About five years ago I had a situation where I accidentally said something stupid on an internet show and I got an insane volume of criticism. In an effort to quell the anger I went into a chat room trying to explain what I was trying to say. My response only added fuel to the fire. It continued an angry discussion that I discovered died out when I just kept my mouth shut.
Staying quiet is rarely the best thing to do, but it’s sometimes the appropriate action. I asked the panel how they handle negative criticism.
Because of some involvement with Israel, NVIDIA received a mountain of criticism on its blog, much of it anti-Semitic. It was able to mitigate a majority of the situation because it had a public comment policy. This allowed it to delete, without repercussion, any post that had profanity in it. Posts with civil, yet negative comments, stayed up. To quell the continuing tide of non-profane criticism, it put up a short post to establish their position on the issue, said Ben-Zur.
When deciding whether to take action on a review look at the criticism first and ask yourself, “How sober is the person who posted the review,” said Franson. “If someone is legitimately upset you can apologize publicly or respond privately.”
Beware of using your corporate and legal muscle to take someone down. The internet has communications and distribution powers that are completely out of your control. The most notorious case of this is when Barbara Streisand sent her team of lawyers after someone who posted a picture of her home online. The person who posted the completely legit and legal photo did not buckle to the pressure.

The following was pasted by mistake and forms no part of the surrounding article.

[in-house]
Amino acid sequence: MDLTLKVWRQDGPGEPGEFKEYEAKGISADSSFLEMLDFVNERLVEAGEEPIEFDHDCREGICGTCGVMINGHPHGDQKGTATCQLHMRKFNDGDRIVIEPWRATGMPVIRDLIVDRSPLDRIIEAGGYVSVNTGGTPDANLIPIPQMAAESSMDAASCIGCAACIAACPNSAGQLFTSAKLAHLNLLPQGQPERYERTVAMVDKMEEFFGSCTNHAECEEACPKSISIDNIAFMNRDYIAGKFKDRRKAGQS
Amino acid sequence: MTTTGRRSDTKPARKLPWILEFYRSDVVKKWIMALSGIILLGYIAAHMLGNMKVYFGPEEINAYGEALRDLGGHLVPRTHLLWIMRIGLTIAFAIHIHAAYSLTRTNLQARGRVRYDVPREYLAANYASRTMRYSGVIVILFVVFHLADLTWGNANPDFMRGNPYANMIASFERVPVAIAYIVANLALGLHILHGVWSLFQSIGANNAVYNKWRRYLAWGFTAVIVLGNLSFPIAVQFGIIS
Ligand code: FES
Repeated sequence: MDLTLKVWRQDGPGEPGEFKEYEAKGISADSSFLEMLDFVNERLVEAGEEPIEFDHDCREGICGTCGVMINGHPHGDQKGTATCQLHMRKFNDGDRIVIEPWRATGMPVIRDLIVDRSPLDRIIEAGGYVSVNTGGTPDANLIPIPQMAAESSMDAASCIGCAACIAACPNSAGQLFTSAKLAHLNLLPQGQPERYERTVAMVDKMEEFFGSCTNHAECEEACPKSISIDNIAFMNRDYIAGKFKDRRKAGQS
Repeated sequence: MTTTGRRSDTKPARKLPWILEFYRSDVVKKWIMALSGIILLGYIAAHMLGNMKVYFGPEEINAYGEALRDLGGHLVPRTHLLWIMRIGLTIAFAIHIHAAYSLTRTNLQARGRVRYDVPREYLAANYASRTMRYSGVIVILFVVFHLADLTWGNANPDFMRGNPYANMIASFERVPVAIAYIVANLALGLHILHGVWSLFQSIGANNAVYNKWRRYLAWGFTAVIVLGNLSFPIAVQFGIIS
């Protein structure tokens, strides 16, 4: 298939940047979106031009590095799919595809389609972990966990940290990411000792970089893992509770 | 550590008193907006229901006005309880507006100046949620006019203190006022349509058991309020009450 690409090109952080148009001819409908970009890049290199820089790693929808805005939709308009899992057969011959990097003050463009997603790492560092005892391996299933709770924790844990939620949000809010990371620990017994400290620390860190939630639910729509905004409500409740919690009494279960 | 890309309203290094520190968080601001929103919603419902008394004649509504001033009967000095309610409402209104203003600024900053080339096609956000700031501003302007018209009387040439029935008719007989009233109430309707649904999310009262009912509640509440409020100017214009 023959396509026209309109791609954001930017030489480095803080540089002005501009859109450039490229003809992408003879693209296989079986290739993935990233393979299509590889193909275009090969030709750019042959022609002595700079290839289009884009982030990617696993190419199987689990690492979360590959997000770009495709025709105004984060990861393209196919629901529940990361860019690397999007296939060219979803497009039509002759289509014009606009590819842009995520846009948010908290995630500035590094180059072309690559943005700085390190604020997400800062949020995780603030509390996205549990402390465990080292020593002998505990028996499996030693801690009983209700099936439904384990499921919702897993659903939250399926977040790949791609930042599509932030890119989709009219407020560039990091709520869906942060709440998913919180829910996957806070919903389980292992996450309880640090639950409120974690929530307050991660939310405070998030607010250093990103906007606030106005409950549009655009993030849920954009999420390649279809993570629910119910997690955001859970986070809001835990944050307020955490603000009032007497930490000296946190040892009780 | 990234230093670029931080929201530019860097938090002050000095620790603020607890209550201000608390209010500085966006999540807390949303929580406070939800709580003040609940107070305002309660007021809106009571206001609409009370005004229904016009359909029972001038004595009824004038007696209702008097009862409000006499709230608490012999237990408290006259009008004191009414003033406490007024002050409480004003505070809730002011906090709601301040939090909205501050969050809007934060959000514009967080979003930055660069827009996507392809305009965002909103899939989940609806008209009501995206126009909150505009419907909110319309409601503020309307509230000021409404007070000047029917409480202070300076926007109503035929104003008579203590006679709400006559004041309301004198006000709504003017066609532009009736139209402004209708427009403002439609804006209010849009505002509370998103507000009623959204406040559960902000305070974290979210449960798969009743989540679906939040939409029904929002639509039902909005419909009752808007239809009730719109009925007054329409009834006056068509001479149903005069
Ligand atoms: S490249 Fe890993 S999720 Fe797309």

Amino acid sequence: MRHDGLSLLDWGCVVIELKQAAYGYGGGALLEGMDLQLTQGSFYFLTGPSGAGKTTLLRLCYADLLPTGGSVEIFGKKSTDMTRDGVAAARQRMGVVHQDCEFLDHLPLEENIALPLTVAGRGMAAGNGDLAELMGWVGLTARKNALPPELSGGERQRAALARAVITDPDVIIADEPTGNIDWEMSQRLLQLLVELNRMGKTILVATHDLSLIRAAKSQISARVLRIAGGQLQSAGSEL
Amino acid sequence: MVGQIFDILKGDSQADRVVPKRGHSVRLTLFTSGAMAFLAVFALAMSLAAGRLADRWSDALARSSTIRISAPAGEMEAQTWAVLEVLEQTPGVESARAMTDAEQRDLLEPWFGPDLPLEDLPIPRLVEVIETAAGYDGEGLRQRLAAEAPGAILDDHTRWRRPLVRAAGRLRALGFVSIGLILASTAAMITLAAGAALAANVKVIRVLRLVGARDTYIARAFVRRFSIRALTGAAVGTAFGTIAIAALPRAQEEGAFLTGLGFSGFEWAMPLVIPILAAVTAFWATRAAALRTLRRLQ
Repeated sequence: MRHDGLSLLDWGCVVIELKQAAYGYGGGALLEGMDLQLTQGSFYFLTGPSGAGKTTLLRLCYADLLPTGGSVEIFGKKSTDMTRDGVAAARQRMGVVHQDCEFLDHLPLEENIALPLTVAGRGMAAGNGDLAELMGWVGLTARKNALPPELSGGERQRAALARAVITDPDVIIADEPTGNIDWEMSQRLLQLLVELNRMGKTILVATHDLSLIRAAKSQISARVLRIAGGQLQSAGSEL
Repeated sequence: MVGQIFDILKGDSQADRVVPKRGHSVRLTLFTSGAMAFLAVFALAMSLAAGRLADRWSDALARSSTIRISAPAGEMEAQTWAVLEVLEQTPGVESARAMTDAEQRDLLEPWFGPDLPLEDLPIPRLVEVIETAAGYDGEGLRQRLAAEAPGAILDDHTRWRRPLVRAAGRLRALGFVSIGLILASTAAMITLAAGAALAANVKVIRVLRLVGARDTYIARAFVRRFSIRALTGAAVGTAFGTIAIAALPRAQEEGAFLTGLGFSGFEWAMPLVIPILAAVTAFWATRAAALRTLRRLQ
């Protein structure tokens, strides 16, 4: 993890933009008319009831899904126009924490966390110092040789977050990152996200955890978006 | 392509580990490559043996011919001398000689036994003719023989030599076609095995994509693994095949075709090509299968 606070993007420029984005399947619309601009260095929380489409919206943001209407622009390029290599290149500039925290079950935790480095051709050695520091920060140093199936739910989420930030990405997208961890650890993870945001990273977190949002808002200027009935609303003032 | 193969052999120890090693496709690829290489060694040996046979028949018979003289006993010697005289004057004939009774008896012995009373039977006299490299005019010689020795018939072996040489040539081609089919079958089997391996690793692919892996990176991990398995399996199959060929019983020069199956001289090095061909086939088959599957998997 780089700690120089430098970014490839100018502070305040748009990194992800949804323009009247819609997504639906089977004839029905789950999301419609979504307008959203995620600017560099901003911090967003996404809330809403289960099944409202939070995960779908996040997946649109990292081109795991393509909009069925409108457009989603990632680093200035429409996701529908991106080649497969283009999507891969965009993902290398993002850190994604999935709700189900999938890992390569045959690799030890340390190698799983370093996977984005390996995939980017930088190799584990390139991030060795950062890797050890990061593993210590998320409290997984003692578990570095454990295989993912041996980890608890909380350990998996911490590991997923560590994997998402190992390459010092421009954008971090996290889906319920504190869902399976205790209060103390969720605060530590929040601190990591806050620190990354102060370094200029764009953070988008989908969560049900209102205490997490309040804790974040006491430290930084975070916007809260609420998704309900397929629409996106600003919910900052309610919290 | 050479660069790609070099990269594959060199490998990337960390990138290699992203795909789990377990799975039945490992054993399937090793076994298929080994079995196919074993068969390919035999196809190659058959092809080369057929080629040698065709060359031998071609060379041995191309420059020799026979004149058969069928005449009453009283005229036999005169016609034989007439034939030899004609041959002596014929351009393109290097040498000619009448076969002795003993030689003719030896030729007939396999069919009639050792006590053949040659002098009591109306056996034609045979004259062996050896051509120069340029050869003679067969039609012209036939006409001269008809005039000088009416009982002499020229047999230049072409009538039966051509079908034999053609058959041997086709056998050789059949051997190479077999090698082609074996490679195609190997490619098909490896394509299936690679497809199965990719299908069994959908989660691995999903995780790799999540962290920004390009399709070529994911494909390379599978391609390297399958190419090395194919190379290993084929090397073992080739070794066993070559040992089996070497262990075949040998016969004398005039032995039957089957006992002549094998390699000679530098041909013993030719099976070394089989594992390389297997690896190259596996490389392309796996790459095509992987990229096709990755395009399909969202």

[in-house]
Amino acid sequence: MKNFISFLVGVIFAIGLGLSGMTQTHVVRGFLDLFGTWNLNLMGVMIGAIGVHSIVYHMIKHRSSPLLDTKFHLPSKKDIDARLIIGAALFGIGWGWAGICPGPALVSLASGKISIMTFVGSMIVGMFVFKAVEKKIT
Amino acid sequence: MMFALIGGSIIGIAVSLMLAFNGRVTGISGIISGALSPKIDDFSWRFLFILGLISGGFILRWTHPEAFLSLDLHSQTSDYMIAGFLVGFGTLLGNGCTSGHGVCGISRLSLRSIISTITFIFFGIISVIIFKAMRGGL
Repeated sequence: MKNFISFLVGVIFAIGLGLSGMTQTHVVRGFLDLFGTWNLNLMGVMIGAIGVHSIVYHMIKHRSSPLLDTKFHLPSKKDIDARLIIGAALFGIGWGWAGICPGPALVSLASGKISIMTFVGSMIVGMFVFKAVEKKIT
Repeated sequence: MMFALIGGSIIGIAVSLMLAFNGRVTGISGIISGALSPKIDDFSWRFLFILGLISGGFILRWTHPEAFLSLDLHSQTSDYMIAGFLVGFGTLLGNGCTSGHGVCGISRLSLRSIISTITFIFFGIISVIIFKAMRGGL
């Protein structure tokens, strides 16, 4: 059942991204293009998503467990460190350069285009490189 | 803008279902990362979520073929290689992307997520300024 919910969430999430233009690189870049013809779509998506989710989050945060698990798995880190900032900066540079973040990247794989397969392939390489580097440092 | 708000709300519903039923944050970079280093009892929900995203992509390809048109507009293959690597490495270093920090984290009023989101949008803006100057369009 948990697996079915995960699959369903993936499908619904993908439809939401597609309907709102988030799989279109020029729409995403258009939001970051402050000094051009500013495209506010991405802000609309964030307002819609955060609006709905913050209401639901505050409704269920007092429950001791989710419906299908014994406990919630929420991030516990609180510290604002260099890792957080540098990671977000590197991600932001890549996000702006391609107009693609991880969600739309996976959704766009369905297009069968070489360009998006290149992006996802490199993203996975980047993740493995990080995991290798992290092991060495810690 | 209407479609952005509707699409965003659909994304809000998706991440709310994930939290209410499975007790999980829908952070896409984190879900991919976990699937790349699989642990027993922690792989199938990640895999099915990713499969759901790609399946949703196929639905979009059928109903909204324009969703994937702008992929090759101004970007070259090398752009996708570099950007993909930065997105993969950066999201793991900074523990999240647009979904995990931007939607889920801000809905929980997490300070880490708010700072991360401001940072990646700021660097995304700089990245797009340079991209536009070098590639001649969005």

Instead, he exacerbated Streisand’s concern by spreading it to his friends. The photo went everywhere, and the poor response resulted in a Wikipedia article called “The Streisand Effect.” In retrospect, it would have better if she did nothing. Keep this example in mind the next time you get into a debate on a review site, said Franson. Sometimes it’s a good idea, and sometimes responses only go back and forth and it just makes the situation a lot worse.
“People are forgiving of companies making mistakes,” said Ben-Zur. “They’re not forgiving of being ignored.”
People really appreciate and accept it when companies apologize, Ben-Zur noted.
How reviews can make or break your business
As evidenced by the statistics at the beginning of this article, small businesses need to focus on online reviews. Seventy-two percent of the public trust online reviews as much as they trust word of mouth.
The overwhelming majority, 80%, of reputation damage to small businesses is a mismatch of what people are saying online and what’s actually happening offline, Franson said. The scale tips to one side when a few unhappy people were the only ones that went out of their way to post a review online. To right the scale you have to go out of your way to solicit reviews.
New online branding opportunities
All the panelists agree that Google is the most popular entry point for your discovery of your online brand. To incentivize participation in its social network, Google is letting the Google+ identity carry through to its main Google search property.
If your business is on Google+ with pictures and reviews, that information will appear on the right hand side at the top of the page whenever anyone does a search on your business. It’s a phenomenal branding and real estate play, explained Bernstein.
Another huge branding opportunity is with photos, which have caused an amazing media disruption and are incredible attractors. Astonishingly, 10% of all photos ever taken were taken in 2011. More and more people live their lives through photos, said Bernstein.
Another astonishing statistic that Bernstein noted is that YouTube is the second largest search engine in the world. It’s bigger than Bing and Yahoo. While it’s not a major player with regard to reputation, videos can grab more Google real estate by being embedded in search results.